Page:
But in 1848, some of the Edmonson children while being hired out to work in Washington D.C. Along with 70 other enslaved African Americans, some of the Edmonson children attempted to escape from Washington, D.C. aboard the schooner Pearl. The escaped slaves, along with the Edmonson children, were captured and placed into bondage in the Bruin "Negro Jail." Paul Edmonson, in conjunction with white abolitionists, eventually raised enough money to purchase his children's freedom.

I glanced up and looked at the green neon signs of the Whole Foods Market across the street. Up and down Duke street and throughout Old Town Alexandria, more high-end townhomes and condominiums are springing up to add to the already condense and crowded landscape that has obliterated vestiges of the slave past. No where did I get a glimpse of any evidence that human beings were coffled and driven up Duke street like cattle. Directly across the street from the former Bruin "Negro Jail," a slaughter house and tannery were once located; slaves and animals traded and slaughtered within feet of each other.

Despite the lack of visual evidence of the city's involvement in the slave trade, I appreciated the candor and truthfulness with which the archaeologist relayed the early Black history of Alexandria. I must say when I visited Mount Vernon about ten years ago with my son, I had a much different experience as the docent attempted to explain to the predominately white crowd how benevolent George Washington was as a master. For my son's own benefit, I stopped the docent and set the record straight. His benevolence is irrelevant, he held human beings against their will. Period. And when he had an opportunity to manumit his slaves, he did not. However, this time I could listen intently as a white Ph.D. set the record straight.

Thursday, February 7, 2008

Empty Nest Syndrome, Or Happy to Be Free and Single Again?

My son, David, graduates high school in June. In addition to marking this milestone, he turned 18 years old this past January, and declared rather profusely that he was "grown." I started to burst his bubble by telling him that being grown is not a matter of chronology but responsibility, and also hand him one-half of the monthly expenses to pay. But I decided there is time enough for that.

I recall quite vividly when I declared I was grown. I was much younger than 18, and my rebellious period started much sooner than my son's. Thus far, he has been on track, yet there are those subtle changes that make me grind my teeth at night, subtle changes that are inevitable and represent some of the pangs of maturing.

1. Having girlfriend problems (I thought he was smarter than this);
2. Becoming unfocused his last semester (I keep reminding him it sure would be nice not to have to write those tuition checks, that a scholarship will keep me from having to live with him when I am old and retired;
3. Leaving his shoes at the front door for me to trip over;
4. Scattering his belongings all over the house (I'm confined to my bedroom and kitchen);
5. Eating a sandwich and drinking a soda from 7/11 rather than consuming my gourmet French Chicken cooked in a Dutch Oven (a recipe I hand copied from Cooks Illustrated magazine while sitting in Barnes and Nobles); and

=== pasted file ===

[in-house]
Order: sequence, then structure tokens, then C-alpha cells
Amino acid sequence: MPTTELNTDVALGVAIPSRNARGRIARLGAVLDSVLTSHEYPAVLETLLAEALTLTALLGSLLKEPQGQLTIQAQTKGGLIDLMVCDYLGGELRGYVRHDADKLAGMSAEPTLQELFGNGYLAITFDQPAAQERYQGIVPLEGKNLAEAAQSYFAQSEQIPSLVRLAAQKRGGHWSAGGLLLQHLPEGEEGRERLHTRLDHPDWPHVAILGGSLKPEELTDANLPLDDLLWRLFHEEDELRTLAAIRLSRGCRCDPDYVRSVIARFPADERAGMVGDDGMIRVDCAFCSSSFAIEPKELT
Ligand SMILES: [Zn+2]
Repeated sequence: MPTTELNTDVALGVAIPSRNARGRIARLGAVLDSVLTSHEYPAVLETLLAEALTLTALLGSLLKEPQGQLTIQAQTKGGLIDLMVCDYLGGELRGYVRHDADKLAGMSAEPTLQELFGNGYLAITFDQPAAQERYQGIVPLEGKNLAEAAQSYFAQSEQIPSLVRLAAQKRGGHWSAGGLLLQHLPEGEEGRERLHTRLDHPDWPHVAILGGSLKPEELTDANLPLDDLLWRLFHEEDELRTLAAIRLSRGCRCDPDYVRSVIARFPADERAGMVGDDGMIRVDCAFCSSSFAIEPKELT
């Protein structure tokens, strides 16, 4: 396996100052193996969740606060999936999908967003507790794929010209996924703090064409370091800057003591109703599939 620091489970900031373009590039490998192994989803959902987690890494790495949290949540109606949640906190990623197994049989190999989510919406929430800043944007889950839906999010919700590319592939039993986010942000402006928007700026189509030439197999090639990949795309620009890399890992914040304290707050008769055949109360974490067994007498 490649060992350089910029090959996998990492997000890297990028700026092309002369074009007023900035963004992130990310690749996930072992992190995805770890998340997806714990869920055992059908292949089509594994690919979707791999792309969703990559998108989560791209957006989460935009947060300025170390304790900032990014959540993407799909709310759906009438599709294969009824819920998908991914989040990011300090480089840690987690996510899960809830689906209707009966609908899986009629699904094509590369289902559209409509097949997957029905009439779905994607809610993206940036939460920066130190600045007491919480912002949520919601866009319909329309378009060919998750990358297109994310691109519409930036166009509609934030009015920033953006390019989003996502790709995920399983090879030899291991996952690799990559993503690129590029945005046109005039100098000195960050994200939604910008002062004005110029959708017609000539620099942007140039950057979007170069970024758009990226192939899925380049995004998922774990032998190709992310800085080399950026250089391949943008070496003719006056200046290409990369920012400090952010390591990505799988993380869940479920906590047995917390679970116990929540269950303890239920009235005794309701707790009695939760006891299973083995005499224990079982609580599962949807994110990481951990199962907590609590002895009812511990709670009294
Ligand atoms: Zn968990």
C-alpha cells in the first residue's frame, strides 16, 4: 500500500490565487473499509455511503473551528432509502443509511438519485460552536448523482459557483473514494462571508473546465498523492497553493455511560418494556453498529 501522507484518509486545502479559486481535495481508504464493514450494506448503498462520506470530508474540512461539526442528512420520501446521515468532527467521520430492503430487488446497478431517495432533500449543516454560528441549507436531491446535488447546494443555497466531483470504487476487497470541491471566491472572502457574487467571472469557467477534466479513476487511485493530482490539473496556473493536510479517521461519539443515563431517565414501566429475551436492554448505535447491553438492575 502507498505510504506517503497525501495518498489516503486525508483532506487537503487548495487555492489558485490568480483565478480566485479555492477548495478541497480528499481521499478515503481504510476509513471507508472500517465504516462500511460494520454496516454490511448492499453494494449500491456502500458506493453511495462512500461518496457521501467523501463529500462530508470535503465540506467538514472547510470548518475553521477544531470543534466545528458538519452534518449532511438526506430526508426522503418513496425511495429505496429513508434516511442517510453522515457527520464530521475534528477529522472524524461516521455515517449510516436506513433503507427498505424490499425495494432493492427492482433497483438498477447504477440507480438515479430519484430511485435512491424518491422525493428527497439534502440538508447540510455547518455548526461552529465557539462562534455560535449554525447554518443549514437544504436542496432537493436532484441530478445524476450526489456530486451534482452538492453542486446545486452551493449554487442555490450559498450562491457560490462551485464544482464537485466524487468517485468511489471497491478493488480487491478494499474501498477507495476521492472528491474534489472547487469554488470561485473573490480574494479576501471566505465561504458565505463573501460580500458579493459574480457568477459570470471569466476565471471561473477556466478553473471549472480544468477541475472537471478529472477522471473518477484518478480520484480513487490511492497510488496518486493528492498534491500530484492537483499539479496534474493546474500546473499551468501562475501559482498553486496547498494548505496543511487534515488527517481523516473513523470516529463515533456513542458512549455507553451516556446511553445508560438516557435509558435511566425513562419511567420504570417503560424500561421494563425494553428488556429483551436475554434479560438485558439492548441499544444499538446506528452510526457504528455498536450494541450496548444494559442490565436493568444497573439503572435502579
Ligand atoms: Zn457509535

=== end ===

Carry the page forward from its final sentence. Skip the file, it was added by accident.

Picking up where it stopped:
6. Having to tell him every night at 10:30 p.m. to come up stairs and get ready for bed (he awakens at 5:30 a.m., I still think that kids need 8 hours of sleep; well, at least I do, he needs to come upstairs so that he won't awaken me, I'm a light sleeper.

I know that I will miss him when he is away. But I am almost certain that I will not suffer from empty nest syndrome. In fact, when he told me that he will get on the metro and travel from Howard University's campus to northern Virginia where I live every weekend to eat and do his laundry, I threatened to apply for a Fulbright to a university in Africa.

Oh, after 18 years, how will it feel not having to worry quite as much, not having to prepare dinner every day, and not having my house filled with the remnants of school projects, worn out clothes, and love letters from his girlfriend? I don't know, but I am sure looking forward to being free and single again.

Monday, February 4, 2008

Family Hour?

I missed the half-time Super Bowl entertainment when Janet Jackson suffered from a wardrobe malfunction. But I didn't miss this year's Super Bowl. While the half-time performance by Tom Petty was mild, and quite frankly, boring if you are not a Petty fan, I noted that towards the end of the broadcast the commercials became sexually suggestive.

The two commercials that seemed to me to be less than family friendly were the man with the jumper cables hooked up to his nipples and the scantly clad woman in the Victoria Secrets advertisement suggesting that the post-game time would be even better than the game itself.

Maybe I'm too sensitive and cynical. Now, there was a lot of controversy regarding whether or not the exposure of Janet's breast was a mistake or planned. Regardless, we do know that the exposing of a man's nipples with jumper cables attached to them as well as the scantly clad woman in the Victoria Secrets commercials were not only planned, but condoned by the network.

For the most part, a man exposing his breasts and nipples is not deemed sexual in our culture. But, I still don't want to explain to a five year old sitting beside me who asks, "what is he doing?" For even a five year old knows that there is something out of the ordinary being portrayed on the screen.